Thanks to scientific advancements, brain chip implants are already being tested in individuals to help them cope with an injury or ailment. But when it comes to the potential use of such implants to give an already healthy and capable person abilities that they do not currently have, Americans are more wary than enthusiastic.
Some 54% of U.S. adults foresee a future where computer chips will routinely be embedded in our bodies. But as with other kinds of potential human enhancements, a recent Pew Research Center survey found that more Americans are worried about the idea of an implanted brain chip (69%) than are enthusiastic (34%). And a minority of U.S. adults – 32% – would want this implanted device for themselves.
Several factors help explain people’s views about emerging technologies and their potential use to augment human abilities. Opinions about implanting devices often hinge on whether the effects would be permanent and irreversible. Asked specifically about the possibility that the effects of an implanted brain chip would be permanent, about half of U.S. adults (51%) say this would make the idea less acceptable to them.
In focus groups conducted by the Center, many participants categorized brain chip implants as unnecessary for a healthy person. One person described the idea of brain chips for enhancement as “cosmetic surgery for the brain.” Another said: “I feel like it’s low value. I feel like it’s just going to be another thing that increases our vanity. … It just feels shallow to me.”
Americans are also less accepting of implanted devices that would result in more dramatic rather than modest changes in the recipient. For example, the public is closely divided over whether an implanted device that improves a person’s mental functioning to a level equal to their current peak abilities would be appropriate or taking technology too far. By a ratio of more than two-to-one, people are much more likely to say that implanting devices that dramatically increase a person’s peak abilities would be taking technology too far.
While a 2014 Pew Research Center survey found only a handful of science-related issues where people’s religious beliefs and practices have a strong connection to their views, brain chip implants are one of those topics where Americans who are more religious are more likely to view such procedures with wariness. One factor feeding into these beliefs is that the potential use of a brain chip to make peoples’ minds work better raises fundamental questions about what it means to be human.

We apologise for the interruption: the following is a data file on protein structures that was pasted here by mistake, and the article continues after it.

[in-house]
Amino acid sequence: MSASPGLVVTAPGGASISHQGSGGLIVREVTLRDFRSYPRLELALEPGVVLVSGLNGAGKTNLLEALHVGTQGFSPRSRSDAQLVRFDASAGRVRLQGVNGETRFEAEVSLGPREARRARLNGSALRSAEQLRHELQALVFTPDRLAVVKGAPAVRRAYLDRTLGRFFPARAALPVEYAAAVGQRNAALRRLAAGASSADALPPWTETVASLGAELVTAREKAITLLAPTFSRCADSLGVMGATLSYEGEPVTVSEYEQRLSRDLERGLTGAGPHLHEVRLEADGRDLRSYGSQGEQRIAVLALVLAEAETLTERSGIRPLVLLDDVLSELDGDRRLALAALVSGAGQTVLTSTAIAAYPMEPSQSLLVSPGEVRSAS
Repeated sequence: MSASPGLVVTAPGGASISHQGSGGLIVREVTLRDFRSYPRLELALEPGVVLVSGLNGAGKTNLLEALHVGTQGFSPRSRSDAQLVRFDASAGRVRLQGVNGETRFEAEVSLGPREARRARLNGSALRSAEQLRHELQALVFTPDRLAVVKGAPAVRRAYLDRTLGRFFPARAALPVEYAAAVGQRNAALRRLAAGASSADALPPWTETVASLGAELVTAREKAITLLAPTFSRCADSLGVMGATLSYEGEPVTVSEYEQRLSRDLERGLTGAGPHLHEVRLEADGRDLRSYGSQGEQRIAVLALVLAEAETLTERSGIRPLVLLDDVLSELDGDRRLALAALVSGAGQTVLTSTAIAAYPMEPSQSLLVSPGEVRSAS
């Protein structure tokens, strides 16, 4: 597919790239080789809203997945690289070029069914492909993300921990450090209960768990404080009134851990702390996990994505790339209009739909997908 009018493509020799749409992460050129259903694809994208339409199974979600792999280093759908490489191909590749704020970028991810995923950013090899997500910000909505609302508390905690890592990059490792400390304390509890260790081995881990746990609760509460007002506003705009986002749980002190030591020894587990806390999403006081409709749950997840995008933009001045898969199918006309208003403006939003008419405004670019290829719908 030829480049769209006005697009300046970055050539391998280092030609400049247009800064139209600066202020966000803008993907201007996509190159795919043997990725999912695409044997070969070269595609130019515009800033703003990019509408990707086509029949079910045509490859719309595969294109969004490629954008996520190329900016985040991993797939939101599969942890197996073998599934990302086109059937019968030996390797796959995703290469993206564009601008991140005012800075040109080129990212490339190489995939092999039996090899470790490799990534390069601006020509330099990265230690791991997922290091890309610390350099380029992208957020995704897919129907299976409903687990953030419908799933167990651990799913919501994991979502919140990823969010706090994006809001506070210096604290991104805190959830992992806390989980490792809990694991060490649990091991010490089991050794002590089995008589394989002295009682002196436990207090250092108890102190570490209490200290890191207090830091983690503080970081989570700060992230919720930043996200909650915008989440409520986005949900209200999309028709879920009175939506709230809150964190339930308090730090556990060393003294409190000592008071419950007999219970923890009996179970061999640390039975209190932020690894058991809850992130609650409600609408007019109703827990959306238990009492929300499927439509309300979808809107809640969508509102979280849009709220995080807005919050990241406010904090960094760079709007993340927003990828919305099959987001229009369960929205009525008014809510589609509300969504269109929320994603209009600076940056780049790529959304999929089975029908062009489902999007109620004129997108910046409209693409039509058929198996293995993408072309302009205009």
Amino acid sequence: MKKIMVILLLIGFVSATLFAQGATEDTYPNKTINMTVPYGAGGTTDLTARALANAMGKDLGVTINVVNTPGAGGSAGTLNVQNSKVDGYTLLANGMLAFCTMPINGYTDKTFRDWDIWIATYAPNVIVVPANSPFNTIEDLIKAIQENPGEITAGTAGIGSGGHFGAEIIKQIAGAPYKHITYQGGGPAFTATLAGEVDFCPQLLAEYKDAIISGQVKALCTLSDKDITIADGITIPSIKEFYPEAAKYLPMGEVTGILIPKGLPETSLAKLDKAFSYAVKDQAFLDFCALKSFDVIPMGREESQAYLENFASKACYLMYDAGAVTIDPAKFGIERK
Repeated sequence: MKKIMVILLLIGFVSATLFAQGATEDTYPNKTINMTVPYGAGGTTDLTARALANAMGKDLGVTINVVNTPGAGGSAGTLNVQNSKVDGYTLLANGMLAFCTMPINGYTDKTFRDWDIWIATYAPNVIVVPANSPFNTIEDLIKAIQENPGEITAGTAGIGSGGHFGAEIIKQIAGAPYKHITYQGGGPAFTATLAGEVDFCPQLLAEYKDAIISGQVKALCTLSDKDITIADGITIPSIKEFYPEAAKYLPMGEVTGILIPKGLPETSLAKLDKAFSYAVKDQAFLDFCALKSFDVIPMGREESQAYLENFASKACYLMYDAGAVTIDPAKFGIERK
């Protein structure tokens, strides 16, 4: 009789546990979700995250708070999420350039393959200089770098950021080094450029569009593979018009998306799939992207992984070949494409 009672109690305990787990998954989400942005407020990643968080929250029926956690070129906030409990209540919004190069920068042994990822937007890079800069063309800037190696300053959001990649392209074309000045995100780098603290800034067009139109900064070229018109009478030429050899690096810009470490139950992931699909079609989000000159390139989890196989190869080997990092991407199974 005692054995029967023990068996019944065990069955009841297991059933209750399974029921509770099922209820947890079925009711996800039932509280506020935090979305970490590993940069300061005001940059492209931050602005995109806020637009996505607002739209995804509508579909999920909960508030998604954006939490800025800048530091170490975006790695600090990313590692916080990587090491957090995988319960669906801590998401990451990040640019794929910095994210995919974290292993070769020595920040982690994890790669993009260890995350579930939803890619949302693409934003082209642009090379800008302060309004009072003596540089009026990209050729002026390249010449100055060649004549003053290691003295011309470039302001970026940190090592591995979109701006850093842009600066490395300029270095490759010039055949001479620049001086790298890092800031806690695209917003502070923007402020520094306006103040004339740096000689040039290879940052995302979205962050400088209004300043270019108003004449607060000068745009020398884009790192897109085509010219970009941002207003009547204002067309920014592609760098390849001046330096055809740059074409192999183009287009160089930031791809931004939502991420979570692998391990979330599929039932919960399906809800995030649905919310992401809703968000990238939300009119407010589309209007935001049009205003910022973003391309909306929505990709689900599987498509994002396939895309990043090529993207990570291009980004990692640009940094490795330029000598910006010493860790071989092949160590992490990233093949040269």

About two-thirds (65%) of people who are high in religious commitment (regardless of their particular religious affiliation) say an implanted device for healthy people would be meddling with nature and crossing a line we should not cross. By contrast, people who are low in religious commitment (who seldom pray or attend religious services and say religion is not important in their lives) are much more inclined to consider brain chip implants to be in keeping with other ways that humans have tried to better themselves over time.
Beyond differences in people’s views on brain chips by religion, it is also worth noting that Americans’ opinions about implanted devices are often linked to how much (or how little) people have heard about them. A majority of U.S. adults (61%) say they have heard nothing at all about the idea of an implanted computer chip in the brain. About a third of Americans (32%) say they have heard a little about this, while only 6% say they have heard a lot. Those who have heard at least a little about these implanted devices are more inclined to want this for themselves.
This might suggest that as the idea of implanting brain chips becomes more familiar in the future, people will become more aware of the idea and more comfortable with it. However, this pattern could simply reflect that technology enthusiasts not only seek out information about new technological developments but also tend to favor these possibilities. Those who later hear about the technologies might not be as keen about them.
Still, perceptions can change over time. The history of technology is full of examples where many people thought new gadgetry, like early cars or early smartphones, were an unnecessary luxury. Eventually, these became items that most Americans felt they could not do without. It will take more time – perhaps decades or more – to know whether implanting brain chips will become a commonplace human enhancement or whether this initial wariness will persist in a way that blocks widespread implementation of the practice.